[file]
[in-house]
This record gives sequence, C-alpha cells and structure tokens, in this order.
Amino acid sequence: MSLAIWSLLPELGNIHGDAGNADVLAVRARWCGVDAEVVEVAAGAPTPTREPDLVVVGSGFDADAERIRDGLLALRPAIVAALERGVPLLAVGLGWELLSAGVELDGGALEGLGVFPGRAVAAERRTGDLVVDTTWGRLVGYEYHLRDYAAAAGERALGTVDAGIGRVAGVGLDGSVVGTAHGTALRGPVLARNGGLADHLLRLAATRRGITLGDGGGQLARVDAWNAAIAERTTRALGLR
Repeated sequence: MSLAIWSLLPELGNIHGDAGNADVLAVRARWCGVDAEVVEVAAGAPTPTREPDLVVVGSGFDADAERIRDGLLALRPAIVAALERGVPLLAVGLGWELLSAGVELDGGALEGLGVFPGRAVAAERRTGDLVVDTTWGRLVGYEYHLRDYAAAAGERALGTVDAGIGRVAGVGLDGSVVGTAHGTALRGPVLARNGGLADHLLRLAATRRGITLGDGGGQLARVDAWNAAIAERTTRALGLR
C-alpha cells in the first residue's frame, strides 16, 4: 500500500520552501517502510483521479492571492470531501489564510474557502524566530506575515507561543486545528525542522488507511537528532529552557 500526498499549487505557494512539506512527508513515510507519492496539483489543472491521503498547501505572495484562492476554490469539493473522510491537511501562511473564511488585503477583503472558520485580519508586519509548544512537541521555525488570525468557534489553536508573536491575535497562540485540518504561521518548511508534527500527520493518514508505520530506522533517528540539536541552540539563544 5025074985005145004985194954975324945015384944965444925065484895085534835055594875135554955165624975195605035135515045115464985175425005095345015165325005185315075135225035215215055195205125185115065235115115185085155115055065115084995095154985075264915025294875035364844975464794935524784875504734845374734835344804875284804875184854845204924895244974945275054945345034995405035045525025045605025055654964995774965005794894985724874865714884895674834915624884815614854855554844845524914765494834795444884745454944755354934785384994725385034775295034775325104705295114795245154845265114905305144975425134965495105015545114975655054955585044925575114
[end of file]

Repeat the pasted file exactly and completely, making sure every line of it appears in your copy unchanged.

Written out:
[in-house]
This record gives sequence, C-alpha cells and structure tokens, in this order.
Amino acid sequence: MSLAIWSLLPELGNIHGDAGNADVLAVRARWCGVDAEVVEVAAGAPTPTREPDLVVVGSGFDADAERIRDGLLALRPAIVAALERGVPLLAVGLGWELLSAGVELDGGALEGLGVFPGRAVAAERRTGDLVVDTTWGRLVGYEYHLRDYAAAAGERALGTVDAGIGRVAGVGLDGSVVGTAHGTALRGPVLARNGGLADHLLRLAATRRGITLGDGGGQLARVDAWNAAIAERTTRALGLR
Repeated sequence: MSLAIWSLLPELGNIHGDAGNADVLAVRARWCGVDAEVVEVAAGAPTPTREPDLVVVGSGFDADAERIRDGLLALRPAIVAALERGVPLLAVGLGWELLSAGVELDGGALEGLGVFPGRAVAAERRTGDLVVDTTWGRLVGYEYHLRDYAAAAGERALGTVDAGIGRVAGVGLDGSVVGTAHGTALRGPVLARNGGLADHLLRLAATRRGITLGDGGGQLARVDAWNAAIAERTTRALGLR
C-alpha cells in the first residue's frame, strides 16, 4: 500500500520552501517502510483521479492571492470531501489564510474557502524566530506575515507561543486545528525542522488507511537528532529552557 500526498499549487505557494512539506512527508513515510507519492496539483489543472491521503498547501505572495484562492476554490469539493473522510491537511501562511473564511488585503477583503472558520485580519508586519509548544512537541521555525488570525468557534489553536508573536491575535497562540485540518504561521518548511508534527500527520493518514508505520530506522533517528540539536541552540539563544 5025074985005145004985194954975324945015384944965444925065484895085534835055594875135554955165624975195605035135515045115464985175425005095345015165325005185315075135225035215215055195205125185115065235115115185085155115055065115084995095154985075264915025294875035364844975464794935524784875504734845374734835344804875284804875184854845204924895244974945275054945345034995405035045525025045605025055654964995774965005794894985724874865714884895674834915624884815614854855554844845524914765494834795444884745454944755354934785384994725385034775295034775325104705295114795245154845265114905305144975425134965495105015545114975655054955585044925575114